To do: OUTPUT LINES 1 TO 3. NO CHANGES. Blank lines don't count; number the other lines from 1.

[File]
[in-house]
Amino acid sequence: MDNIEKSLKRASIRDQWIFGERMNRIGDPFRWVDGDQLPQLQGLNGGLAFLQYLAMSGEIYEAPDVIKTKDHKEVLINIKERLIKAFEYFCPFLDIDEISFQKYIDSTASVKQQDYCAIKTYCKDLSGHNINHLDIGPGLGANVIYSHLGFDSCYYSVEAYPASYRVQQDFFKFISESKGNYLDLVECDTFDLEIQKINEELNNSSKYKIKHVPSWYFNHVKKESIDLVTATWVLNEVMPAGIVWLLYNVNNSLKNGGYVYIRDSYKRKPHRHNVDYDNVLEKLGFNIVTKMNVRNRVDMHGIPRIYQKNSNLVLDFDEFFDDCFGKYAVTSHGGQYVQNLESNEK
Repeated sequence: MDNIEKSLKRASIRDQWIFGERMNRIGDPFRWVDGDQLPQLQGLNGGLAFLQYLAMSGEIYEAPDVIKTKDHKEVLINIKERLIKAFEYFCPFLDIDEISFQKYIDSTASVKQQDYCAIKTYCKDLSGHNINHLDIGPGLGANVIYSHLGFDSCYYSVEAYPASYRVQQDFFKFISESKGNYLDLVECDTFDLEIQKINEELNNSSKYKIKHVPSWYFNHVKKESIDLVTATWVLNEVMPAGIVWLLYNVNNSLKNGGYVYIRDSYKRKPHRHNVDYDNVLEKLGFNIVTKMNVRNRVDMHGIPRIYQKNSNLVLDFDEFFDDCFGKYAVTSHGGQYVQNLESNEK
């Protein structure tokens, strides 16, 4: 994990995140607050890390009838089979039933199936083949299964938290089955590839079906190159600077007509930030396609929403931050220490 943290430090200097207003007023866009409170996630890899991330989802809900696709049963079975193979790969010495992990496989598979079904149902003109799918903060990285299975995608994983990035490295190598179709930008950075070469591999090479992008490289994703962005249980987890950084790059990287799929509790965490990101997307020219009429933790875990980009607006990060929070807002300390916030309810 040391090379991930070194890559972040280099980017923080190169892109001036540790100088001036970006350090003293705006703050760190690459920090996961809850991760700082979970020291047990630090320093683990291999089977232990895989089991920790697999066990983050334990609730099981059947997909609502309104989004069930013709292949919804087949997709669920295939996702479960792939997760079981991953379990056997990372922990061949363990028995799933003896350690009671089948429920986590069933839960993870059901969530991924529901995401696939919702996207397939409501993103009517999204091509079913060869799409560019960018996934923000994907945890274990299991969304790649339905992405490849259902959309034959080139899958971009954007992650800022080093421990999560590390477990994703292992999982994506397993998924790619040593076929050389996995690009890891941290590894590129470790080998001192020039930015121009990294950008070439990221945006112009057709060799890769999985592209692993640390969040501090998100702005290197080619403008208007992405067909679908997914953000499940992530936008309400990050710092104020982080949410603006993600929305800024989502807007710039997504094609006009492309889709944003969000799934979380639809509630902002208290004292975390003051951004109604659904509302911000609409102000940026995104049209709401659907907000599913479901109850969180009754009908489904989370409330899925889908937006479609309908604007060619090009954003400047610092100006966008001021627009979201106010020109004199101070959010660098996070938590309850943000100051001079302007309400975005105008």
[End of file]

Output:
[in-house]
Amino acid sequence: MDNIEKSLKRASIRDQWIFGERMNRIGDPFRWVDGDQLPQLQGLNGGLAFLQYLAMSGEIYEAPDVIKTKDHKEVLINIKERLIKAFEYFCPFLDIDEISFQKYIDSTASVKQQDYCAIKTYCKDLSGHNINHLDIGPGLGANVIYSHLGFDSCYYSVEAYPASYRVQQDFFKFISESKGNYLDLVECDTFDLEIQKINEELNNSSKYKIKHVPSWYFNHVKKESIDLVTATWVLNEVMPAGIVWLLYNVNNSLKNGGYVYIRDSYKRKPHRHNVDYDNVLEKLGFNIVTKMNVRNRVDMHGIPRIYQKNSNLVLDFDEFFDDCFGKYAVTSHGGQYVQNLESNEK
Repeated sequence: MDNIEKSLKRASIRDQWIFGERMNRIGDPFRWVDGDQLPQLQGLNGGLAFLQYLAMSGEIYEAPDVIKTKDHKEVLINIKERLIKAFEYFCPFLDIDEISFQKYIDSTASVKQQDYCAIKTYCKDLSGHNINHLDIGPGLGANVIYSHLGFDSCYYSVEAYPASYRVQQDFFKFISESKGNYLDLVECDTFDLEIQKINEELNNSSKYKIKHVPSWYFNHVKKESIDLVTATWVLNEVMPAGIVWLLYNVNNSLKNGGYVYIRDSYKRKPHRHNVDYDNVLEKLGFNIVTKMNVRNRVDMHGIPRIYQKNSNLVLDFDEFFDDCFGKYAVTSHGGQYVQNLESNEK